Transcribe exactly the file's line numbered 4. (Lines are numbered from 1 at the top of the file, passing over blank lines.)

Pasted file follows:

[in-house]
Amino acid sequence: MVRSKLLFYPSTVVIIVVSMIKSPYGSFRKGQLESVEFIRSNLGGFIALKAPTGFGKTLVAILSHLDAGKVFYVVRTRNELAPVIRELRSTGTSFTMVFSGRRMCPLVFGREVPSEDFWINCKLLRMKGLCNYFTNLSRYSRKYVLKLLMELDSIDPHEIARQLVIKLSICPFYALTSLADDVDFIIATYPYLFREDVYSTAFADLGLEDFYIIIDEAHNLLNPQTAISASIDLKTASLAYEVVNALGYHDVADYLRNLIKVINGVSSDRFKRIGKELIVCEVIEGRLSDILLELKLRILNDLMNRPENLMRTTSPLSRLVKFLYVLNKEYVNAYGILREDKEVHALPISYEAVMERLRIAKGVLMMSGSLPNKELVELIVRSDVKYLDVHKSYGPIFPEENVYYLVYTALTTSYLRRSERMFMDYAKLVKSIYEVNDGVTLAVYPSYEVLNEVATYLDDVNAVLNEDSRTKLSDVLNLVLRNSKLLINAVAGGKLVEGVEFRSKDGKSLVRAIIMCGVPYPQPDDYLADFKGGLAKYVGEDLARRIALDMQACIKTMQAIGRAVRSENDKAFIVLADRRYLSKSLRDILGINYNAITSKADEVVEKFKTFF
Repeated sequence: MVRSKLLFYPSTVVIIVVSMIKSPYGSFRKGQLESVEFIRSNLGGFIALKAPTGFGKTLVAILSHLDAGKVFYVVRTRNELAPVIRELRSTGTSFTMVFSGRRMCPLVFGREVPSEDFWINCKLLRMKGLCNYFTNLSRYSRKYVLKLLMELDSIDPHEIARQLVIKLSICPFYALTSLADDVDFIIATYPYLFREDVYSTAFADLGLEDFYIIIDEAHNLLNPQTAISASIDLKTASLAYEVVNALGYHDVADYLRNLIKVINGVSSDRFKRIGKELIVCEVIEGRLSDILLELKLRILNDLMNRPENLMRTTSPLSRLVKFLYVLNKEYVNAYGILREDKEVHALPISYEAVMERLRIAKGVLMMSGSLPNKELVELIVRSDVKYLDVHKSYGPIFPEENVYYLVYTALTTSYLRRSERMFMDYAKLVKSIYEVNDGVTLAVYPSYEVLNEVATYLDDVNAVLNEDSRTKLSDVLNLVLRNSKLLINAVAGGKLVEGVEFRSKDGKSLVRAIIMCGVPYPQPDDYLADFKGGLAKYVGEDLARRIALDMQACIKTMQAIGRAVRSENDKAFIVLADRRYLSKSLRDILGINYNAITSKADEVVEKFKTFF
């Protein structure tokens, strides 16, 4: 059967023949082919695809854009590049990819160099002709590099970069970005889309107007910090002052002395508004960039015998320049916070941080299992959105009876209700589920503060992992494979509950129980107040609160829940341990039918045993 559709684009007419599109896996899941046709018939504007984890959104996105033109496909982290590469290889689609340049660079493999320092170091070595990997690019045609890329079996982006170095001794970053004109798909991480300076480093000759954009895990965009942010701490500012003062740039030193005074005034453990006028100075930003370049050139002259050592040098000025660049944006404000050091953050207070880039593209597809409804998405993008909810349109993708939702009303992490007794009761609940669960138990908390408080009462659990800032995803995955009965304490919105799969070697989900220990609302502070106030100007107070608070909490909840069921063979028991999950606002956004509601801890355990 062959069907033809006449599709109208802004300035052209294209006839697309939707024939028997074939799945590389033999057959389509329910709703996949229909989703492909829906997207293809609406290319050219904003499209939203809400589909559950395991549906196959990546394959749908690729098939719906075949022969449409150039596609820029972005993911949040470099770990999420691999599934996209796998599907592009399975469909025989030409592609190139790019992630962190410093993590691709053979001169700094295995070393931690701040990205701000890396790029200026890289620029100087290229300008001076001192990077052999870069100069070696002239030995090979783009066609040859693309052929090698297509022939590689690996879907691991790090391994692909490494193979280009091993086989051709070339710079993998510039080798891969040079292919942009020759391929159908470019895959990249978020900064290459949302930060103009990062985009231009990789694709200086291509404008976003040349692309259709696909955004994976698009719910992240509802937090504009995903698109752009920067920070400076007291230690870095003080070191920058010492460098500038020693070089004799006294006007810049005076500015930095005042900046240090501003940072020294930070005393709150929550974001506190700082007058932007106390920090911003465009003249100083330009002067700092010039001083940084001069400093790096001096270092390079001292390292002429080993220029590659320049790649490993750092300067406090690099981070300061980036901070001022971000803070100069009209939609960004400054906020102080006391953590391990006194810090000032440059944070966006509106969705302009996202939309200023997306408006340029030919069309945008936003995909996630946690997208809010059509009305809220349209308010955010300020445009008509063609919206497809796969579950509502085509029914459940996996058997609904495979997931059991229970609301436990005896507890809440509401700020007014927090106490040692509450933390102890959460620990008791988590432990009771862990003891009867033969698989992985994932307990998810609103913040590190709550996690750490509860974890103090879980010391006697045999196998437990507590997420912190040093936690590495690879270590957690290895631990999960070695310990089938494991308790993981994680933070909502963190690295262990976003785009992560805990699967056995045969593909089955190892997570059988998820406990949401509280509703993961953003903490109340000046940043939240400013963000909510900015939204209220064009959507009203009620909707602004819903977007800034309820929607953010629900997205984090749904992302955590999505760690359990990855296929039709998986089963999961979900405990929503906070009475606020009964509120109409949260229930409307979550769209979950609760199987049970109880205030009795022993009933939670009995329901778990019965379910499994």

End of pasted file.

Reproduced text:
């Protein structure tokens, strides 16, 4: 059967023949082919695809854009590049990819160099002709590099970069970005889309107007910090002052002395508004960039015998320049916070941080299992959105009876209700589920503060992992494979509950129980107040609160829940341990039918045993 559709684009007419599109896996899941046709018939504007984890959104996105033109496909982290590469290889689609340049660079493999320092170091070595990997690019045609890329079996982006170095001794970053004109798909991480300076480093000759954009895990965009942010701490500012003062740039030193005074005034453990006028100075930003370049050139002259050592040098000025660049944006404000050091953050207070880039593209597809409804998405993008909810349109993708939702009303992490007794009761609940669960138990908390408080009462659990800032995803995955009965304490919105799969070697989900220990609302502070106030100007107070608070909490909840069921063979028991999950606002956004509601801890355990 062959069907033809006449599709109208802004300035052209294209006839697309939707024939028997074939799945590389033999057959389509329910709703996949229909989703492909829906997207293809609406290319050219904003499209939203809400589909559950395991549906196959990546394959749908690729098939719906075949022969449409150039596609820029972005993911949040470099770990999420691999599934996209796998599907592009399975469909025989030409592609190139790019992630962190410093993590691709053979001169700094295995070393931690701040990205701000890396790029200026890289620029100087290229300008001076001192990077052999870069100069070696002239030995090979783009066609040859693309052929090698297509022939590689690996879907691991790090391994692909490494193979280009091993086989051709070339710079993998510039080798891969040079292919942009020759391929159908470019895959990249978020900064290459949302930060103009990062985009231009990789694709200086291509404008976003040349692309259709696909955004994976698009719910992240509802937090504009995903698109752009920067920070400076007291230690870095003080070191920058010492460098500038020693070089004799006294006007810049005076500015930095005042900046240090501003940072020294930070005393709150929550974001506190700082007058932007106390920090911003465009003249100083330009002067700092010039001083940084001069400093790096001096270092390079001292390292002429080993220029590659320049790649490993750092300067406090690099981070300061980036901070001022971000803070100069009209939609960004400054906020102080006391953590391990006194810090000032440059944070966006509106969705302009996202939309200023997306408006340029030919069309945008936003995909996630946690997208809010059509009305809220349209308010955010300020445009008509063609919206497809796969579950509502085509029914459940996996058997609904495979997931059991229970609301436990005896507890809440509401700020007014927090106490040692509450933390102890959460620990008791988590432990009771862990003891009867033969698989992985994932307990998810609103913040590190709550996690750490509860974890103090879980010391006697045999196998437990507590997420912190040093936690590495690879270590957690290895631990999960070695310990089938494991308790993981994680933070909502963190690295262990976003785009992560805990699967056995045969593909089955190892997570059988998820406990949401509280509703993961953003903490109340000046940043939240400013963000909510900015939204209220064009959507009203009620909707602004819903977007800034309820929607953010629900997205984090749904992302955590999505760690359990990855296929039709998986089963999961979900405990929503906070009475606020009964509120109409949260229930409307979550769209979950609760199987049970109880205030009795022993009933939670009995329901778990019965379910499994």